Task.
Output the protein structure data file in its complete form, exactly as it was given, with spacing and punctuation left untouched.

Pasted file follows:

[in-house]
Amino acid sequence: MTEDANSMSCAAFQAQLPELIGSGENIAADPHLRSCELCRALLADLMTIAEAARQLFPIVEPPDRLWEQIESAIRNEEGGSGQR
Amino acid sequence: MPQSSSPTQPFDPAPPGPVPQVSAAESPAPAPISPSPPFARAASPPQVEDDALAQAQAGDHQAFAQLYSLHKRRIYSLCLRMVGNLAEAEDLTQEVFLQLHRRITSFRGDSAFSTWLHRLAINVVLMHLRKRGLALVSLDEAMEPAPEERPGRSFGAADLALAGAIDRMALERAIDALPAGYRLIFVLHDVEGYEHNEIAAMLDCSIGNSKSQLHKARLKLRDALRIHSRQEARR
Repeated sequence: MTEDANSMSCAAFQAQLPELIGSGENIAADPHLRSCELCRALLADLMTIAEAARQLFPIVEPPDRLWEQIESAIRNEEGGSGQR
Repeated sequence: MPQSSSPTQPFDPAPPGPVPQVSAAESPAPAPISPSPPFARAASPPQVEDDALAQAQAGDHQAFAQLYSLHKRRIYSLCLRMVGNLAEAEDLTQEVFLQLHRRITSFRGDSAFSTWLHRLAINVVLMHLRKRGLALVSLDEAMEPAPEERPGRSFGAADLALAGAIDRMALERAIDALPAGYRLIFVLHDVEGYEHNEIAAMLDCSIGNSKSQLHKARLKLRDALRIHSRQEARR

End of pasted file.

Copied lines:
[in-house]
Amino acid sequence: MTEDANSMSCAAFQAQLPELIGSGENIAADPHLRSCELCRALLADLMTIAEAARQLFPIVEPPDRLWEQIESAIRNEEGGSGQR
Amino acid sequence: MPQSSSPTQPFDPAPPGPVPQVSAAESPAPAPISPSPPFARAASPPQVEDDALAQAQAGDHQAFAQLYSLHKRRIYSLCLRMVGNLAEAEDLTQEVFLQLHRRITSFRGDSAFSTWLHRLAINVVLMHLRKRGLALVSLDEAMEPAPEERPGRSFGAADLALAGAIDRMALERAIDALPAGYRLIFVLHDVEGYEHNEIAAMLDCSIGNSKSQLHKARLKLRDALRIHSRQEARR
Repeated sequence: MTEDANSMSCAAFQAQLPELIGSGENIAADPHLRSCELCRALLADLMTIAEAARQLFPIVEPPDRLWEQIESAIRNEEGGSGQR
Repeated sequence: MPQSSSPTQPFDPAPPGPVPQVSAAESPAPAPISPSPPFARAASPPQVEDDALAQAQAGDHQAFAQLYSLHKRRIYSLCLRMVGNLAEAEDLTQEVFLQLHRRITSFRGDSAFSTWLHRLAINVVLMHLRKRGLALVSLDEAMEPAPEERPGRSFGAADLALAGAIDRMALERAIDALPAGYRLIFVLHDVEGYEHNEIAAMLDCSIGNSKSQLHKARLKLRDALRIHSRQEARR